THE MAX HUGEL file, it turned out, was a little thicker than the CIA realized when it signed up the erstwhile New Hampshire businessman and Reagan campaign aide as deputy director of operations in May. The check that the agency ran on Mr. Hugel failed to pick up the tangled skein of certain of his business affairs that this newspaper brought to light yesterday morning. In the story, two former associates, tapes in hand, accused the nation's chief spymaster of engaging in improper or illegal "insider" stock market practices. Mr. Hugel denied all charges and, within hours, resigned.

The episode is a pie in the face of the CIA and its director, William J. Casey, who had rocket the agency's old-boy network, and raised eyebrows elsewhere, by choosing as his aide for covert operations and clan-destine intelligence-gathering someone with no previous experience in those fields. The CIA is not the first organization to hire a bit hastily. Still, it has better reason and resources than most to proceed carefully. It is not hard to imagine scenarios -- several novelists are probably at it already -- with far graver endings than the resignation of an official whose difficulties lay entirely in his business past. That these difficulties were of a sort unquestionably familar to Mr. Casey, a former chairman of the Securities and Exchange Commission, sharpens the question of how Mr. Hugel passed through the CIA screen.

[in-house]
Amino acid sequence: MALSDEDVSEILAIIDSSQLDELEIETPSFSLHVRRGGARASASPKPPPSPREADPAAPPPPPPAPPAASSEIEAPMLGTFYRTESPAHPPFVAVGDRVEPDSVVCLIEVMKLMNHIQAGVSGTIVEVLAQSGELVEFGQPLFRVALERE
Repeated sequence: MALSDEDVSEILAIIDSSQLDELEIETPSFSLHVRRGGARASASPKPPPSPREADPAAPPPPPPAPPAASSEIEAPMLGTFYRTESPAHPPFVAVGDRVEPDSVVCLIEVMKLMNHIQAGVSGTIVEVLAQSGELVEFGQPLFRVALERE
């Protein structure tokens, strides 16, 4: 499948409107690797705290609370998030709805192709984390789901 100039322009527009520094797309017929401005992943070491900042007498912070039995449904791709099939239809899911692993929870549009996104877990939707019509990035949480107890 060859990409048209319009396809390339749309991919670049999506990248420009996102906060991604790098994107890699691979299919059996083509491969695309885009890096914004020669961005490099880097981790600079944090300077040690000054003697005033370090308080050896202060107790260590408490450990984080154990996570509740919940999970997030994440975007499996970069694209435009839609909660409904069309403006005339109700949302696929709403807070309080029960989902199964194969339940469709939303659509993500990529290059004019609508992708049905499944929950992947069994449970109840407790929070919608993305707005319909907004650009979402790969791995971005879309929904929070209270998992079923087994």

In some quarters, Mr. Hugel's departure is being taken, and even celebrated, as vindication of the folly of bringing in an outsider to run the country's agents and spies. But, the tinge of social snobbism aside, this is a narrow view. His trouble came not in intelligence, in which he was an outsider, but in business, in which he was an insider. It has to be put down as a moot question whether the street-smart, free-wheeling Mr. Hugel would have done better or worse as a spymaster than those intelligence insiders whose shortcomings had made it seem sensible enough to install an outsider in the first place.